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Basingstoke Magistrates' Court was told that Poligrat UK employee Keith Brown, 51, was disposing of waste cleaning chemicals. He poured caustic pearl granules into the intermediate bulk container (IBC) used to store the chemicals to help neutralise them.
A chemical reaction occurred and the IBC became unstable and its contents erupted over Brown. He fell to the floor and his safety glasses blew off, resulting in alkaline burns to his eyelids and corneal ulcers. The worker's legs were also burned and grazed.
The Health and Safety Executive's (HSE) investigation into the 13 February 2015 accident found the company's process for chemical disposal was not suitably or sufficiently risk assessed.
After the hearing, HSE inspector Andrew Johnson said: "The use of an IBC as a reaction vessel was wholly inappropriate -¦ They are not designed for use as a chemical reactor. Other safer reasonably practicable options were available, such as using a waste management company to remove and safely dispose of the chemicals."
Between 3.5 and 3.8 tonnes of paraquat dichloride solution leaked when a maintenance technician accidentally opened a valve on an ISO tank pressure vessel. The chemical, marketed by Syngenta under the name Gramoxone Max, is an irritant to the eyes and respiratory system.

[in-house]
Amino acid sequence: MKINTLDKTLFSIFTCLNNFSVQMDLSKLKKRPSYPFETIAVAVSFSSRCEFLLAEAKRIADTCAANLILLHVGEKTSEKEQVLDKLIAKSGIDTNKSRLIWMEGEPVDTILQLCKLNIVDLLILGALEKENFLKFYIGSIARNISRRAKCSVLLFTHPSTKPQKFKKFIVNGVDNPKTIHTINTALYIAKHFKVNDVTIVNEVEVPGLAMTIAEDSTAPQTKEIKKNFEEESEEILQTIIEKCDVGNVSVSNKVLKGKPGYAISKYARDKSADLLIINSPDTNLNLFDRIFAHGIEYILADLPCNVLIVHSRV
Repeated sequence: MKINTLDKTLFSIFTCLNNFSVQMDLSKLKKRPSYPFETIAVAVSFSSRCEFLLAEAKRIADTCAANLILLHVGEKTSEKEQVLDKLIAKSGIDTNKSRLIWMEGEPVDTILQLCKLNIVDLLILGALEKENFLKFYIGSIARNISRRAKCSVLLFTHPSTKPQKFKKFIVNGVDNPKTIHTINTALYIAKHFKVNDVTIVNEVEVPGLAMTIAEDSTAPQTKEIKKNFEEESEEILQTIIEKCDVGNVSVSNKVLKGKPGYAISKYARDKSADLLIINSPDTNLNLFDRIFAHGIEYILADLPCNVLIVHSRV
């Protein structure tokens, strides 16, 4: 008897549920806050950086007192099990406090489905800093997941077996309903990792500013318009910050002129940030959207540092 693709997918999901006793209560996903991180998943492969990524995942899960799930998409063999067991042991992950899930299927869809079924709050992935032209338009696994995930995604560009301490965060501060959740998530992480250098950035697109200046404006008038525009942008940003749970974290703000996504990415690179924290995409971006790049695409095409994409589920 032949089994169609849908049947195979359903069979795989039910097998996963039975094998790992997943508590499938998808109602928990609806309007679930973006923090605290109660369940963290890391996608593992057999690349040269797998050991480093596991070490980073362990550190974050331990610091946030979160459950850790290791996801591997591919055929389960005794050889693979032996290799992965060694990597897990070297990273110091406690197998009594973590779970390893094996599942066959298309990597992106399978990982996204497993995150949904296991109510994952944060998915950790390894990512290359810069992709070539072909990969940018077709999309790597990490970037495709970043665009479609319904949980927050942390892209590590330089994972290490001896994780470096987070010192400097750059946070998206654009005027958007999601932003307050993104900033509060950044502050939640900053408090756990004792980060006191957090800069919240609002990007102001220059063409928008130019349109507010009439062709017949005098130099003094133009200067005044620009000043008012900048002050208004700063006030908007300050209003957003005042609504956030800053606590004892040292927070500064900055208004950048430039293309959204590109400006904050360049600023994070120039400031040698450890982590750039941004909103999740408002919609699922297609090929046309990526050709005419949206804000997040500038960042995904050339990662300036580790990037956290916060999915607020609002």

A company owned by William Ryan Evans was contracted to build a drainage field with infiltration pipes laid at the bottom of deep trenches, Swansea Magistrates’ Court was told. The pipes, which were 10 cm in diameter and made of lightweight, perforated plastic, aid the distribution of treated effluent through the field.
As we reported earlier this week, Selig UK employee Thomas Jones’ arm was fractured in several places and he sustained muscle and nerve damage while trying to fix the company’s bespoke, 28 m laminating machine on 15 October 2013.
Westminster Magistrates’ Court heard that on a visit an HSE inspector found an employee at the bottom of the 3.5 m-deep unshored excavation and instructed him to exit immediately. There was also no edge protection around the top of the excavation to prevent people or objects falling into it. HSE inspectors had previously taken action on similar risks at other sites and still failed to ensure suitable and sufficient safe access to the site.
The employee’s left arm was caught between two rollers in October 2013 as he tried to fix a laminating machine. He sustained multiple fractures to his arm, as well as muscle and nerve damage. The Health and Safety Executive’s investigation found the risk assessment for the laminating machine was unsuitable and the company had not taken adequate measures to prevent access to dangerous moving parts.
The 36-year-old David Ashley Construction employee, originally from Romania, was working in a building under construction at De Montfort University. He was dismantling falsework when the accident happened on 15 June 2015. The Health and Safety Executive launched an investigation and found there was an unsafe system of work and inadequate supervision.